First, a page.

at 1,014,000. Growing sectors : Retail and wholesale, restaurants and hotels, and
manufacturing. Statistics NZ.
The total number of filled jobs has been pushed to an all-time high however - by the
growth in part time work. There are now a record 1,394,500 filled jobs in the NZ economy
with 387,100 or 27% of them part-time. Statistics NZ.
Source The New Zealand Herald 23 September 1994 "record numbers in work"; The Dominion 23 September 1994
"part-time work boosts job figures"
- BENEFIT DAYS TO BE STAGGERED
New proposal from Income Support announced to
stagger benefit paydays throughout the week. This would have the effect of eliminating "benefit days" from the retailing week.
Source The New Zealand Herald 1 September 1994 "Plan to stagger benefit payday"
- FEMALE UNDERCLASS IN CASUAL AND PART-TIME WORK
Women in Europe and North America are emerging as a "special underclass" in
poorly paid part-time and temporary
positions with little security or job protection. A United
Nations report for the Economic Commission for Europe (ECE) says that women's
renumeration has dropped since the 1980's, as has the general quality and choice of employment available to them.
Says the report : " Women continue to be segregated into traditionally female
occupations, particularly in the service sector. While women's participation in the labour force has
increased substantially over the past 20 years, the trend has not produced a significantly higher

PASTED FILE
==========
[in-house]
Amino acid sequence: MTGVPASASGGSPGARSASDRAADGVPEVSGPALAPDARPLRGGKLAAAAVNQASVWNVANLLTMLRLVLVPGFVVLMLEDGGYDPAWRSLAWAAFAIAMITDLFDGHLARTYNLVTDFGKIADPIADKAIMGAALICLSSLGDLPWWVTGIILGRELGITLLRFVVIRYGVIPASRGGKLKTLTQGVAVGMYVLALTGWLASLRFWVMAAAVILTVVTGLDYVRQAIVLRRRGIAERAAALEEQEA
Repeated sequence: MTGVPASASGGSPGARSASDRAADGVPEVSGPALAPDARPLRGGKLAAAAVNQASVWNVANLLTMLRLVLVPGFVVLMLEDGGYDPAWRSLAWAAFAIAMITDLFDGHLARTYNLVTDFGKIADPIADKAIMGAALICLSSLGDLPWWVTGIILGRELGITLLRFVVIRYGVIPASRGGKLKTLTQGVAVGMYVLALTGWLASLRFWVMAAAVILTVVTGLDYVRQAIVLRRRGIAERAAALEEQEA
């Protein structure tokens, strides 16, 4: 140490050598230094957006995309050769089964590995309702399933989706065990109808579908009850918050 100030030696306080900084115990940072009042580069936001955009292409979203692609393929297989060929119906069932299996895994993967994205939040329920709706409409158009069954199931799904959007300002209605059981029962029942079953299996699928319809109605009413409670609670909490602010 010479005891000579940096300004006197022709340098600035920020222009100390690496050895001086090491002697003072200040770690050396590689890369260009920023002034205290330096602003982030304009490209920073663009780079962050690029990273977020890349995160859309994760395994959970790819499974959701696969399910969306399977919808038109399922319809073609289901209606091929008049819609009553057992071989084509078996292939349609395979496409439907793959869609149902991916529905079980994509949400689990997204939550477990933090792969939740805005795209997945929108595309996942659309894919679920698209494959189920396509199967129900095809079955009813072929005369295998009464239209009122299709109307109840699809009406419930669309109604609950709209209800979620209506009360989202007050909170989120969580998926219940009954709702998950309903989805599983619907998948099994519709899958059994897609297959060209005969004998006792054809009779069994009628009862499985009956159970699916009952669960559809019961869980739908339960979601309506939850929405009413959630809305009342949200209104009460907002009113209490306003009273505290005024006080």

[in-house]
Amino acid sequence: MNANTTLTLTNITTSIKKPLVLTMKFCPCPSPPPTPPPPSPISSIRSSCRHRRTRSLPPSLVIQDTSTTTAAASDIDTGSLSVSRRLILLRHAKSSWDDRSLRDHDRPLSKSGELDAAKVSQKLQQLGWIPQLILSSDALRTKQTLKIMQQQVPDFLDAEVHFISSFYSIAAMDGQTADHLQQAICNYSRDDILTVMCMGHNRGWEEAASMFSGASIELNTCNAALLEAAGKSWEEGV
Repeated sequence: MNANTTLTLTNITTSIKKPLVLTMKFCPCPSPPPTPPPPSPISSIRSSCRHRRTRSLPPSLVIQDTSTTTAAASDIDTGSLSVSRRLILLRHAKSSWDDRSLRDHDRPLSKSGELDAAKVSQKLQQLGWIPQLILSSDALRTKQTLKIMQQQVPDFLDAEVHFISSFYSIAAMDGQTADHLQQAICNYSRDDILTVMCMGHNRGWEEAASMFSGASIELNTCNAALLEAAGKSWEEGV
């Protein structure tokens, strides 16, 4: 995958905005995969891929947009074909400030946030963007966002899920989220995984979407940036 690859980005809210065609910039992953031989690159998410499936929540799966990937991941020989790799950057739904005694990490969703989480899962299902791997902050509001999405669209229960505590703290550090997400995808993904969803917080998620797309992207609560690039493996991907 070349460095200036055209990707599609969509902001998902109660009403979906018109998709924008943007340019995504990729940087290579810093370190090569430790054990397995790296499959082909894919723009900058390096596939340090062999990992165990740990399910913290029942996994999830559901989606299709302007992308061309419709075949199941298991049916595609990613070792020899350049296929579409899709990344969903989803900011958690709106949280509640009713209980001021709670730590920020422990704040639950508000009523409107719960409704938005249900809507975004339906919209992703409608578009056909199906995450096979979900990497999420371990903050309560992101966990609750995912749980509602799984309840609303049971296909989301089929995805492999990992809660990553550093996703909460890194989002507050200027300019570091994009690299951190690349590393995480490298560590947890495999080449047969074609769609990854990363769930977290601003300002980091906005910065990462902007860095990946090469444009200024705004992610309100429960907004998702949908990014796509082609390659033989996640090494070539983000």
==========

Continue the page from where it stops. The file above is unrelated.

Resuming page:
proportion of women in managerial or decision-making
Source The New Zealand Herald 21 September 1994 "job outlook bleak for women"
" Without employment, life withers. Employment is the single most critical socio-economic
factor that any country could aim for, providing not only income but satisfaction in life. "
-- the Rev Richard Randerson, Anglican social responsibility Commissioner
" No matter how hard you try, some of the people who are suffering will slip through the
cracks. We will have some suicides. There will be marriage break-ups, we will have the domestics.
We will have the children who slip behind, and are lost. "
-- Dennis Emery, Feilding Resource Centre for redundant Weddel workers, speaking to
Gordon Campbell in the Listener.
" I don't think your school would like you saying that to the Prime Minister. I don't think
they would like you calling me a liar. I think you had better go. "
-- Jim Bolger, admonishing a Burnside High student who said that Bolger's claim that no-one
was starving in NZ was a lie.